Last week, Insider spoke to NBA Hall of Famer Isiah Thomas about a series of developments within his international holding company, Isiah International.
In a phone interview tied to a recent expansion of his utility vegetation management business, Gre3n LLC, which earlier this month won a bid to work with the Dixie Electric Membership Corporation (DEMCO), Thomas discussed how his ownership of Cheurlin Champagne led to his broader entry into the agricultural space as well as the cannabis industry.
A two-time NBA champion with the Detroit Pistons, Thomas also reflected at length, following the 2022 NBA Finals, on the evolution of professional basketball relative to his playing days of the ’80s and ’90s.
This interview has been edited and condensed for clarity.
What does this deal with DEMCO mean for the progression of Gre3n LLC on the ground, and from a high level?
Well it gives us the opportunity to continue to expand our footprint nationwide, and what we’ve successfully been able to do is we’ve won the trust of several utility companies, starting with Entergy, our first onboard. Now we’re working with DEMCO. We’ve worked with Southern Companies. And so as we continue to expand our footprint in the south, in Louisiana, Texas, Mississippi, moving into Georgia, the goal is to continue to expand and move to the East Coast, Midwest region. But DEMCO, this bid definitely solidifies our safety record and also, I would say, let the business community know in the veg. management space that we’re a real player.
I wanted to ask sort of a background question. Your father was the first Black supervisor at International Harvester in Chicago.
How did that element of your background inform your broader business sense, and in particular lead you into utility vegetation management?
You know, when you’re a kid, you don’t realize the influence that your parents are having on you, and the things that they say around the house, the things that you watch but you don’t realize that you’re learning. So seeing my father, particularly during those times in the ’60s, watching him move up the ladder, and then understanding the social times and the political times during that era. He definitely had a huge influence on my business understanding and also how to navigate in some difficult spaces, racially. So his influence was huge. But again, at the time you didn’t know it. You had no idea the impact that he was truly having, with his words and also his work ethic.
What led you into the cannabis and hemp industry in 2020, and what have you made of the progression of One World Products to this point?
You know, it was a series of things. It wasn’t just one thing. So being in the vegetation management space, and also being in the champagne space, at that time, I didn’t realize that I was in the agricultural space. The champagne space, where we cultivate and grow in Champagne, and we have 200 acres over in the Aube region of Champagne, which is the oldest region. Why is champagne called champagne? Because it comes from that region, and you have a certain amount of soil, and the sun and the climate gives excellent growing opportunities for the grapes that makes the champagne. Now fast forward, in the vegetation management space, and you’re still understanding agriculture, tree trimming, how it works with the utilities. And believe it or not … And I know this is a long winded answer to the cannabis space [laugh], but believe it or not, my Detroit Edison safety stuff came into play on the veg. management space also.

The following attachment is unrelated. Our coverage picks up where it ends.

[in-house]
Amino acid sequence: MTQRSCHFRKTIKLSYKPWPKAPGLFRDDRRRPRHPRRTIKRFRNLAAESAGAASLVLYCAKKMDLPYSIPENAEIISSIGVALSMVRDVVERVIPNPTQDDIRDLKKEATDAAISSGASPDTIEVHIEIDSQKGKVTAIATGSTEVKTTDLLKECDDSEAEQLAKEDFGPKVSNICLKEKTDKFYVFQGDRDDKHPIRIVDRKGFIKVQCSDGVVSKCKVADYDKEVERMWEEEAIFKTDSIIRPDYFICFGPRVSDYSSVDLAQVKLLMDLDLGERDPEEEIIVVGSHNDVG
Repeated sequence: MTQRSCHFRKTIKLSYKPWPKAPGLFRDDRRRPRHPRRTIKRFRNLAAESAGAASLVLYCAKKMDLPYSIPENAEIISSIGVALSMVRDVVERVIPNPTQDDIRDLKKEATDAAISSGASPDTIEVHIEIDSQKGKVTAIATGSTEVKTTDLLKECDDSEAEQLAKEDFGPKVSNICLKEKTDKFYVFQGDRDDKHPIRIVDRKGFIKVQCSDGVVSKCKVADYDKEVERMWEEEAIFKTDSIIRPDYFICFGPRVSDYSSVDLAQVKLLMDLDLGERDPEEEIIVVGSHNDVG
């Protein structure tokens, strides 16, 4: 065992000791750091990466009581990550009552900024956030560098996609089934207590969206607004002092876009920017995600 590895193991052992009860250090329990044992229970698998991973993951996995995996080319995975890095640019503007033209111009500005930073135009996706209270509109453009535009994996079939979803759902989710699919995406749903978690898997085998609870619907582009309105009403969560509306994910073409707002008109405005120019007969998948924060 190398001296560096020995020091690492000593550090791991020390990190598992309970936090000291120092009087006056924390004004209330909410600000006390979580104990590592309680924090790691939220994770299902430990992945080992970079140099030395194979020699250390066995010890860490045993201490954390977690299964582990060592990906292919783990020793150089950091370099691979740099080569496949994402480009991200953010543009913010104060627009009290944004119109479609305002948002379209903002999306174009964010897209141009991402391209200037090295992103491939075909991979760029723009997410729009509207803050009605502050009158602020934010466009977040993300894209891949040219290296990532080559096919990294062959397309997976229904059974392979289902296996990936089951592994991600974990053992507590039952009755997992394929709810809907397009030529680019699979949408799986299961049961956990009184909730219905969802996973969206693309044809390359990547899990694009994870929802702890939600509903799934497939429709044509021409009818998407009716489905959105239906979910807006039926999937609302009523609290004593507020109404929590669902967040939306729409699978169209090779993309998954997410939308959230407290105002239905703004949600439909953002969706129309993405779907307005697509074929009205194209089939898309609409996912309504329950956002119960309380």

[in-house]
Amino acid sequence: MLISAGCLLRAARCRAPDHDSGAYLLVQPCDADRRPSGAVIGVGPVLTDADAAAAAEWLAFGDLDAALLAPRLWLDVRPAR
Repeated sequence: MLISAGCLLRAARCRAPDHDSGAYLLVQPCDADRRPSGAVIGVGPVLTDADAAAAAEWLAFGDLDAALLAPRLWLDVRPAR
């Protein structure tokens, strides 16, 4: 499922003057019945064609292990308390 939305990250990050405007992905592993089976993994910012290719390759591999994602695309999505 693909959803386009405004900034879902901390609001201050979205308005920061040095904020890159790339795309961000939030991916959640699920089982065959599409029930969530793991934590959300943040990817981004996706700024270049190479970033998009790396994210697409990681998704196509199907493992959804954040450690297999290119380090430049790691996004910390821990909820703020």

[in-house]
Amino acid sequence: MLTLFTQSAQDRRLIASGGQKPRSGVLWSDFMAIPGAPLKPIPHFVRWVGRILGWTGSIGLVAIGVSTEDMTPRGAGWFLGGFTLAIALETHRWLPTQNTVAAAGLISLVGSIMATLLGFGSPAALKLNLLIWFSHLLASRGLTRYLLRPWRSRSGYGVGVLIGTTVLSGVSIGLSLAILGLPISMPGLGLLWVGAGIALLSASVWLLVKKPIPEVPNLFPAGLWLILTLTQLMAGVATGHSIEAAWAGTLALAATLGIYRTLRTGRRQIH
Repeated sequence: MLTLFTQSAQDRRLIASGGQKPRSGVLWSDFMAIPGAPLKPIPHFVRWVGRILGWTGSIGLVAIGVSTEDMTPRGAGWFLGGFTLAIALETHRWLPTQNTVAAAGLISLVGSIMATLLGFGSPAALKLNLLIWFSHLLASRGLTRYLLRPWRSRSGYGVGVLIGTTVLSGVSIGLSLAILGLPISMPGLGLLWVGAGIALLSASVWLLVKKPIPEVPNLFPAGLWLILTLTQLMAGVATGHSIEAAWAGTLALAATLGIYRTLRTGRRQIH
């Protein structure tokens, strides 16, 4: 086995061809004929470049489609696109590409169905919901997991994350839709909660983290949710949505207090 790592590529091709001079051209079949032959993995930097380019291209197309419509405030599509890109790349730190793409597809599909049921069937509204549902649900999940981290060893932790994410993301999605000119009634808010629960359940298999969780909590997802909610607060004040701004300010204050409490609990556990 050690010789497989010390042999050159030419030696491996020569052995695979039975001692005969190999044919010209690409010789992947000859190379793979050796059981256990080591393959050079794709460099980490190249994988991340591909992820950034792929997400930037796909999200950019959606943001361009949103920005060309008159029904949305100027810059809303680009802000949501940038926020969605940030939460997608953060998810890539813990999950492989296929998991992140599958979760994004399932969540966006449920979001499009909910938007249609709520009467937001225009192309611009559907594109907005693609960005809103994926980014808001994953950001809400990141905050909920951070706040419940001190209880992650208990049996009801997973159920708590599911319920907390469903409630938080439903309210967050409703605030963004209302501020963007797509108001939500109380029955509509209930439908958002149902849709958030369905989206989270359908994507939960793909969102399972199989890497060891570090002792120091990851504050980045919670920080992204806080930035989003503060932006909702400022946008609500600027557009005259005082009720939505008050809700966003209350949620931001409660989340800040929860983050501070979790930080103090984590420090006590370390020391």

But then, when I ventured into the cannabis space, that really came from my son and my daughter, who, as you know, the younger generation fully understood the benefits of cannabis, and didn’t see it as a class one felony drug, the way it had been marketed. And the more research that I started doing around the plant itself, connecting it to the agricultural space, then I started seeing the benefits of not only what the plant has for working with our body, in terms of our endocannabinoid system that’s present in every human being, and your CB1 and CB2 receptors that’s present in every human being, that works specifically with this plant.
It’s almost as if Mother Nature put this plant here for us to use. And then I started looking at, “Okay, how did this plant affect the environment?” And that’s when you got into carbon reduction, and the uses of it replacing plastics, and how at one time in our country’s history, hemp was the food product. It was the fuel product. It was the environmental product. It was the textile product. And before plastics, it was the plastics product. So, you know, Mother Nature now is saying, “Hey, time’s up for the synthetic things that we’ve been using.” And now she’s asking for us to use the bio-friendly products and plants that she’s put on the earth.
What has the reception of the automobile industry been toward the move on your part to have hemp be a plastic replacement?
Unbelievably enthusiastic. It’s like if you put the Silver Dome, the Palace, Joe Louis Arena, and Little Caesars Arena together. If you put all those crowds in one building, that’s how enthusiastic they’ve welcomed and wanted it. And why? Because like every industry and every business, everyone’s looking to reduce their carbon footprint and be friendly to the environment. Stellantis is the first group that jumped on board with us, and we started piling in the program. And since then, we’ve had significant conversations with GM and Ford also. So, my five-year business plan that I laid out quickly morphed into a five-month business plan. [Laugh].
That’s how receptive they’ve been to what we are moving.